I’ve long had an inclination to travel to Botswana. I was a huge fan of the No.1 Ladies Detective Agency books when they first came out and fell in love with their heroine Precious Ramotswe . Precious is so imbued with kindness and serenity that it leaves the reader thinking Botswana must be a kind and peaceful place too. Author Alexander McCall Smith makes the country sound intriguing, inviting and beautiful.
On Sunday night I saw the movie United Kingdom and now I really want to go to Botswana. The movie is an account of how the country managed to establish a strong measure of independence over the ruling British by gaining mineral rights to diamond discoveries in the country. They also decided to end their traditional monarchy and elect their first president. If that sounds like a bit of a mundane historical story line be assured it is not because at the heart of the movie United Kingdom is the love story of Botswana’s first black president Seretse Khama and the British white woman Ruth Williams he marries while studying in London. They face considerable pressure to end their marriage especially from politicians in neighboring South Africa who are just introducing apartheid and have made interracial marriage illegal. But the couple perseveres, winning the respect and support of the people of Botswana. Now their son Ian is the president of Botswana.
Knowing more about the colourful history of the country from the movie United Kingdom makes Botswana an even more alluring destination. This post is putting my personal travel planner (my husband) on notice that Botswana might need to move up the bucket list.
Sometimes You Just Need a Dose of Precious
Five Things I’ll Remember About the Movie Selma
“It was difficult to see the whole business of house cleaning as anything but a use of time that could be more profitably and enjoyably spent doing something more satisfying.”
“Progress in learning a job was made through encouragement not censure.”
I was a huge fan of the No. 1 Ladies Detective Agency books by Alexander McCall Smith when they debuted. I fell in love with their main character Precious Ramotswe, Botswana’s first female detective. Precious solved her clients’ mysteries and problems with uncanny wisdom all the while offering sensible and often witty advice about life.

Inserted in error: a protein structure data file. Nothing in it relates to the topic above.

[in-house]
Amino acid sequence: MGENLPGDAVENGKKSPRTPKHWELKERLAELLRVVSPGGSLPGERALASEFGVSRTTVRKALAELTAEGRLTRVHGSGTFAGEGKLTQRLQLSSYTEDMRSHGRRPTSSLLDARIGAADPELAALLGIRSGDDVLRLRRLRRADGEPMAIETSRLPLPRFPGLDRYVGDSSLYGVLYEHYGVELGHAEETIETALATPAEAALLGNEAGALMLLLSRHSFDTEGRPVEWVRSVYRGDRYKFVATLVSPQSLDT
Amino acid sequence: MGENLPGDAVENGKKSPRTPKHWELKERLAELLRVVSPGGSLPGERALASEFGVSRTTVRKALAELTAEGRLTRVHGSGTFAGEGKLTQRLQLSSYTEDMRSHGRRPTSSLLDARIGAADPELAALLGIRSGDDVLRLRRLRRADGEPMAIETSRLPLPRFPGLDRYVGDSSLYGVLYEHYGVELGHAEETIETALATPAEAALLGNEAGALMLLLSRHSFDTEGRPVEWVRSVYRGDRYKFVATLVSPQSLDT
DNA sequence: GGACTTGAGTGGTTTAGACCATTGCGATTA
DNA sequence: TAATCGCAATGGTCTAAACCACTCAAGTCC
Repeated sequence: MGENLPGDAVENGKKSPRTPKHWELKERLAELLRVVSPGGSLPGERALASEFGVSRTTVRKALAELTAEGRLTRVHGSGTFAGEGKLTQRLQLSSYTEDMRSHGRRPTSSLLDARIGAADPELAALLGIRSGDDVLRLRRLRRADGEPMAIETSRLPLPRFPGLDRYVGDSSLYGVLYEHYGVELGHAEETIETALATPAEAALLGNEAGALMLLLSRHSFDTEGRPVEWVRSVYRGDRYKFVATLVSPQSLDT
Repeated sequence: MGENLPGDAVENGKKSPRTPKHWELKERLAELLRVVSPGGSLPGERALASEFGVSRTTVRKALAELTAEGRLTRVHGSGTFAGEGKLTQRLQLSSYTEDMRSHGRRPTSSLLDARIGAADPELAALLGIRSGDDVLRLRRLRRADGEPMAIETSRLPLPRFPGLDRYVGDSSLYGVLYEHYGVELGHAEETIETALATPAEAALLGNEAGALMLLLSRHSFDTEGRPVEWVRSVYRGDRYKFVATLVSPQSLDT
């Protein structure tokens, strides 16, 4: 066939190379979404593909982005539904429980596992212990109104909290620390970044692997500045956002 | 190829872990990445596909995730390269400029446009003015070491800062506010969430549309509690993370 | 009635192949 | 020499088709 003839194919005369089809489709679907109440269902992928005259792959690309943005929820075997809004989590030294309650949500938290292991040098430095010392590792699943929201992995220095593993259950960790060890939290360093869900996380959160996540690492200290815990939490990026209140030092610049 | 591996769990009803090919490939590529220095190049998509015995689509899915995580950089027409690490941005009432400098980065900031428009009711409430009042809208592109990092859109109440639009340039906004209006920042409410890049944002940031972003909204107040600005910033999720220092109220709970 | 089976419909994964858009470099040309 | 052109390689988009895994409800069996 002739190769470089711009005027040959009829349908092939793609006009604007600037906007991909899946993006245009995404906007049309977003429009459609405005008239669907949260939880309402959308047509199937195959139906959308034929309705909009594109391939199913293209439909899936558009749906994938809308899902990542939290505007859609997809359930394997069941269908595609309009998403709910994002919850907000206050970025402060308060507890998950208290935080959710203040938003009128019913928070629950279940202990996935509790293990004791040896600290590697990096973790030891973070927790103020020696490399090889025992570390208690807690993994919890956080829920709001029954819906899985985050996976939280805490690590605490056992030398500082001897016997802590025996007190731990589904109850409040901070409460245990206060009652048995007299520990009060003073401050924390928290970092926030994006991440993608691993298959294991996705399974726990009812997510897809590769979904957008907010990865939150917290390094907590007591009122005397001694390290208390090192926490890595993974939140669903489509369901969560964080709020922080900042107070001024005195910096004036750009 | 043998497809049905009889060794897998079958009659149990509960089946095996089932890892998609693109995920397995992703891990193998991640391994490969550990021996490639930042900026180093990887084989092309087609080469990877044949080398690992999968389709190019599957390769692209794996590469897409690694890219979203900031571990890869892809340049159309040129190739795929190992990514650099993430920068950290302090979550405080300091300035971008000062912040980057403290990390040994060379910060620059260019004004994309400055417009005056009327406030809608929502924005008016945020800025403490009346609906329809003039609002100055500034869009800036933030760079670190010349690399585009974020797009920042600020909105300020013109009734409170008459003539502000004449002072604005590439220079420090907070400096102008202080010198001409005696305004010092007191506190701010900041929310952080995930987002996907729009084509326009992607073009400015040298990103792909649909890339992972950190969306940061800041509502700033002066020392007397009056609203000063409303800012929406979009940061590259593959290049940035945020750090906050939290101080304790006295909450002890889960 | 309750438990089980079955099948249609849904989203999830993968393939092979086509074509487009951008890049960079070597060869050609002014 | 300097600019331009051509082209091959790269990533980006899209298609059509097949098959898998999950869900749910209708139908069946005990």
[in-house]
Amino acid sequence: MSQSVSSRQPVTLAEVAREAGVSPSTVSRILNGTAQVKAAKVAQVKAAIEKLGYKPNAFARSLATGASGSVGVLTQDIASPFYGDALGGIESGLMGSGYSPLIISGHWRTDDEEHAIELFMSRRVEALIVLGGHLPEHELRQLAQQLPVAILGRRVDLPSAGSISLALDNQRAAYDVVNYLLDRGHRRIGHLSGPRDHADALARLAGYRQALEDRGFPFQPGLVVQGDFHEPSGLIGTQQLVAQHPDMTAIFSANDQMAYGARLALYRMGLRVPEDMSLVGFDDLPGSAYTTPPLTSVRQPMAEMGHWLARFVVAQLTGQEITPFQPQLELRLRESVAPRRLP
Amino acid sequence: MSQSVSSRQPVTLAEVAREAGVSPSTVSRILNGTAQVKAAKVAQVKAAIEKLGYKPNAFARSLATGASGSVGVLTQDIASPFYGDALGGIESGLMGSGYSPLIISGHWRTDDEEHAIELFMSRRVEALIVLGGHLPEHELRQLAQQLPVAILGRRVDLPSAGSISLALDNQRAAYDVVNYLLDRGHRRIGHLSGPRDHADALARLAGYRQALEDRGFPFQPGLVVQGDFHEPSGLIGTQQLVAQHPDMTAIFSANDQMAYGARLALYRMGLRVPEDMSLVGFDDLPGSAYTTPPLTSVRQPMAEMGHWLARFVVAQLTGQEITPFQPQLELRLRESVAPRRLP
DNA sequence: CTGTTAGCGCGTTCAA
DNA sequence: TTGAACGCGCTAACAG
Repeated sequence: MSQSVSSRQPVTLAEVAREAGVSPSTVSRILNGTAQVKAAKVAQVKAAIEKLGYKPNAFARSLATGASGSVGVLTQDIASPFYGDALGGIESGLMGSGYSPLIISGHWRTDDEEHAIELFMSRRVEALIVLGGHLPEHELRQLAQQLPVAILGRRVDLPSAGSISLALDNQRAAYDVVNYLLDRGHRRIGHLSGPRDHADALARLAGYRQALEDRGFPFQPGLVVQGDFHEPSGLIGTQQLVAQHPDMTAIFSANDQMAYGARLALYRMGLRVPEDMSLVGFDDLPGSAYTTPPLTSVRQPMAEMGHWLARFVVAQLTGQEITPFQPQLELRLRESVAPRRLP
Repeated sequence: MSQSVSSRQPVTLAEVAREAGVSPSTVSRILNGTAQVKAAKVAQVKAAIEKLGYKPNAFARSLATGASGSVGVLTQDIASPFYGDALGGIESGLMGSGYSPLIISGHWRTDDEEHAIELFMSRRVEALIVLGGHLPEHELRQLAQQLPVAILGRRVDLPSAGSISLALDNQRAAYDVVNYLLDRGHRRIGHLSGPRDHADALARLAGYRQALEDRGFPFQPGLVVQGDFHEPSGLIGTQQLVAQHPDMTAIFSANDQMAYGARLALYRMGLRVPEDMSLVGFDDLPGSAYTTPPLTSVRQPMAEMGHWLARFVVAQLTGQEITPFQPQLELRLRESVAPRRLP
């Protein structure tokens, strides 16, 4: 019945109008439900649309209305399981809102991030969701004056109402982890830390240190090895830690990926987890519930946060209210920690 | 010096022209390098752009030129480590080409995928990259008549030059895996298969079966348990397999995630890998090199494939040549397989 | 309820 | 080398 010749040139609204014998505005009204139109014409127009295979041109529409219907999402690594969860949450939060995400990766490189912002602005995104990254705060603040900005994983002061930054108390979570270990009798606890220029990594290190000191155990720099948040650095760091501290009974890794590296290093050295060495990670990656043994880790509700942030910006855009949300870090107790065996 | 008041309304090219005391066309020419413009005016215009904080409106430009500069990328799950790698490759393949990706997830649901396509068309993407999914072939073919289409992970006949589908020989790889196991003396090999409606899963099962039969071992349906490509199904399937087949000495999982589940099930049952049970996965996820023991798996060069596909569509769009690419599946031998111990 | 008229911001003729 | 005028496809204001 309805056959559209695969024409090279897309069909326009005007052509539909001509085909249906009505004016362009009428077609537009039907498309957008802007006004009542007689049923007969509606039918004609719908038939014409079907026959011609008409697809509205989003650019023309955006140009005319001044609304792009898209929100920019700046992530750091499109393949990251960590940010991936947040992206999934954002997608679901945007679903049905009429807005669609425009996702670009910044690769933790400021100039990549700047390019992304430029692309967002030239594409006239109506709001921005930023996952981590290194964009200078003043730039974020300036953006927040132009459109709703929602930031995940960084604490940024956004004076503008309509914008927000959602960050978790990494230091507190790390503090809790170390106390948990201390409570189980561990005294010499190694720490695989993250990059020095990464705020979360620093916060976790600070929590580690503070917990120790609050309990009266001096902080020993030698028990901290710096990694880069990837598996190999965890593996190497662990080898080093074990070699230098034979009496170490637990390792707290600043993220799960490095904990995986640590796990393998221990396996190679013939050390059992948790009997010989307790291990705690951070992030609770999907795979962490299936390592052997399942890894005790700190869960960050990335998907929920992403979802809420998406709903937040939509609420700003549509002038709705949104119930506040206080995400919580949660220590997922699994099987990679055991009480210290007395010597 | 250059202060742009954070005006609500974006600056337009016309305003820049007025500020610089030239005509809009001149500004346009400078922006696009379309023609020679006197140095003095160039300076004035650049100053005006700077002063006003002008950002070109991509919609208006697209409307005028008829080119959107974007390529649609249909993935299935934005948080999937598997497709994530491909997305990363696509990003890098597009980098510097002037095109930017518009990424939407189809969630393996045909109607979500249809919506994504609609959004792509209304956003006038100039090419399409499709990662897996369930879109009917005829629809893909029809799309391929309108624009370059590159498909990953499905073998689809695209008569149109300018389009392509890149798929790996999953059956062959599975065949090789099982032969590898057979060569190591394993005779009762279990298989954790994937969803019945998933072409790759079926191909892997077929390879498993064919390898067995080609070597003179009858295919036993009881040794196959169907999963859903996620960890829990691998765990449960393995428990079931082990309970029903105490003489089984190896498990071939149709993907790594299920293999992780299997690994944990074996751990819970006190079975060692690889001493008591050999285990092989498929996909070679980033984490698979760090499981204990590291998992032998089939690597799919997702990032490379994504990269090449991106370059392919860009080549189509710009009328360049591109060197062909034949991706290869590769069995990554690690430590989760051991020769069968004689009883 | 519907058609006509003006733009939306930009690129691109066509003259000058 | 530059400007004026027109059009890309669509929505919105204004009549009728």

I bought the first five books in the series as soon as they were published but by book six I lost interest since all the plots started to sound the same and the quirky things about the characters that were so interesting initially got a little tired. The two reflections at the beginning of this post are from the 15th book in the series. It is called The Handsome Man’s Deluxe Cafe.
I had been on a hiatus from Precious Ramotswe for at least five years so when I saw The Handsome Man’s Deluxe Cafe at the library recently I thought I’d give the series another try. Although the writing wasn’t any less formulaic, I was in the right mood for a dose of the positive and realistic view of the world Precious Ramotswe offers readers and enjoyed a quick read reconnecting with Precious who seems by now an old friend.
Precious’ view of housework offered in the quote that opens this post is exactly mine. I also know from my work with student teachers that her ideas about how to get career neophytes to make progress is ‘spot on.’ And here are two more gems I jotted down while reading The Handsome Man’s Deluxe Cafe .
“What she had written was undoubtedly true, but there were situations she felt when it was perhaps best not to tell the whole truth.”
“Women who suffer need to know that they have sisters. It is this that makes the difference between hope and despair. And no matter how difficult your situation there are always sisters- vast legions of them ready to help you.”
A Flood of Books
But He Wasn’t Unbroken
The Magic Geranium